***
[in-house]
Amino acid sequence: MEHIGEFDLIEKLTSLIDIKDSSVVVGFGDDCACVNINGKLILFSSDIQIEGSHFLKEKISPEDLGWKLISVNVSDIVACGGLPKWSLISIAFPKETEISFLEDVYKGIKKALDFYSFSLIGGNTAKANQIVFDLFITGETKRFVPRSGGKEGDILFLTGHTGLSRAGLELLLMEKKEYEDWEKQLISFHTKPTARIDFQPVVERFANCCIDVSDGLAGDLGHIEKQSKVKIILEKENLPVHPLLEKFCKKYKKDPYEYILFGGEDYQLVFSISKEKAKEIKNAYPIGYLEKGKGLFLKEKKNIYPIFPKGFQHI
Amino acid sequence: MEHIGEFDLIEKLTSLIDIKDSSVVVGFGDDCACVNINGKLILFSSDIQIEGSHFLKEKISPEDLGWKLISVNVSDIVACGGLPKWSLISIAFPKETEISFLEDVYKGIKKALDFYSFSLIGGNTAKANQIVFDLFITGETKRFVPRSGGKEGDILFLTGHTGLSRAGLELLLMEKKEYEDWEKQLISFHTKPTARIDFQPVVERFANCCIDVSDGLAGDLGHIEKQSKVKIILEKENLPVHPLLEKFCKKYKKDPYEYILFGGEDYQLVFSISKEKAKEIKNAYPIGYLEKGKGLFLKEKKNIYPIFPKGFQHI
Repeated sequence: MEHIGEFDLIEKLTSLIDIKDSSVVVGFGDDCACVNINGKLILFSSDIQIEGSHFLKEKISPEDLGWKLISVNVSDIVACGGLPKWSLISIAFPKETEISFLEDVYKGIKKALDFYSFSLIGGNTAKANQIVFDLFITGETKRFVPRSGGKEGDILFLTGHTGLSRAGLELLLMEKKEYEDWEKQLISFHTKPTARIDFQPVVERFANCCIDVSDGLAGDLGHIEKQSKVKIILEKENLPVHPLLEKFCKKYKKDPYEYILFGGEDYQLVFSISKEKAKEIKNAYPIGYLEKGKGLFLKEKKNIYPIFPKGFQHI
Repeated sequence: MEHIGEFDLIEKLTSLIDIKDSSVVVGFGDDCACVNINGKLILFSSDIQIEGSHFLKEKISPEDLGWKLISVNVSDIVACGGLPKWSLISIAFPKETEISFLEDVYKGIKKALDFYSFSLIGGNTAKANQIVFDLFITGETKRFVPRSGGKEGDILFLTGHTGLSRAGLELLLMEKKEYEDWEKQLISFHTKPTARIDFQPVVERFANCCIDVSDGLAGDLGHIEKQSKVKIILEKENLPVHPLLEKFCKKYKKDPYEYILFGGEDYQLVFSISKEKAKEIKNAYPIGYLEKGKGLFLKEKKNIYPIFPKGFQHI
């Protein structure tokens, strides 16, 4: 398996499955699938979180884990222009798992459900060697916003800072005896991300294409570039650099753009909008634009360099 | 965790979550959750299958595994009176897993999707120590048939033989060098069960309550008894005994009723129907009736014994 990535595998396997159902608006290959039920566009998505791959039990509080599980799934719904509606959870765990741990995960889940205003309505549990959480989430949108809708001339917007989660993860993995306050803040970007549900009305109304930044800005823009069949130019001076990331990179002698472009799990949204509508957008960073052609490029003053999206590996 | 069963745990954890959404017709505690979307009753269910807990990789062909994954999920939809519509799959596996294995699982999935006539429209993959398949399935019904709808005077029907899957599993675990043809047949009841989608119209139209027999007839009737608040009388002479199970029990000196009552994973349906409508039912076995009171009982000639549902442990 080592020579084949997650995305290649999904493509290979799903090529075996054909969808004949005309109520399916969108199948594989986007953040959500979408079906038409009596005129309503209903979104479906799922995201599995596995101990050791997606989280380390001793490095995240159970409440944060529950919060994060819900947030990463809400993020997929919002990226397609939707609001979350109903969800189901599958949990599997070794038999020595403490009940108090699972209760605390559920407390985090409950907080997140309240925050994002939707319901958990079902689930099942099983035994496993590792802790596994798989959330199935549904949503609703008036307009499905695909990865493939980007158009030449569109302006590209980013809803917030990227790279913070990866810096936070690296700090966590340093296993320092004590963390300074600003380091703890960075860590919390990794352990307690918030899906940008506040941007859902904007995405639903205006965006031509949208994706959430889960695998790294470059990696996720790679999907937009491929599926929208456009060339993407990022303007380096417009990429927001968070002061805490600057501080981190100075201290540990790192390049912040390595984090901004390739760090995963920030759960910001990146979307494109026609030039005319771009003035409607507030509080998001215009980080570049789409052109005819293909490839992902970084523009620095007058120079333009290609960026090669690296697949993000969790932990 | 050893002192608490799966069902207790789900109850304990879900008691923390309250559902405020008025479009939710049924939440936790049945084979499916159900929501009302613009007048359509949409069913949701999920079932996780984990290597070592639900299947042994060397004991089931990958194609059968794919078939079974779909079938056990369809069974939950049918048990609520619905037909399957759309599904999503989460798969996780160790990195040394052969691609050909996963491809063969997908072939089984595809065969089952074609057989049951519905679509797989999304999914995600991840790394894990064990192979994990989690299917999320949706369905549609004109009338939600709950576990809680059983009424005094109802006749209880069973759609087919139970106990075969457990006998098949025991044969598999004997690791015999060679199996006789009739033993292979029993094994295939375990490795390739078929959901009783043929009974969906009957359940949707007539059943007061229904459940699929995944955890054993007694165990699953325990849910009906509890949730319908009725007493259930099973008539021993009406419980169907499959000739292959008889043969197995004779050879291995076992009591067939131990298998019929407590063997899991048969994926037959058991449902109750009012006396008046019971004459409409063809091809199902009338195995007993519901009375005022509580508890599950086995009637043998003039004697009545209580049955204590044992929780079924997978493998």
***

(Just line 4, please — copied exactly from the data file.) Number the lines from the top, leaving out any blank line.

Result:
Repeated sequence: MEHIGEFDLIEKLTSLIDIKDSSVVVGFGDDCACVNINGKLILFSSDIQIEGSHFLKEKISPEDLGWKLISVNVSDIVACGGLPKWSLISIAFPKETEISFLEDVYKGIKKALDFYSFSLIGGNTAKANQIVFDLFITGETKRFVPRSGGKEGDILFLTGHTGLSRAGLELLLMEKKEYEDWEKQLISFHTKPTARIDFQPVVERFANCCIDVSDGLAGDLGHIEKQSKVKIILEKENLPVHPLLEKFCKKYKKDPYEYILFGGEDYQLVFSISKEKAKEIKNAYPIGYLEKGKGLFLKEKKNIYPIFPKGFQHI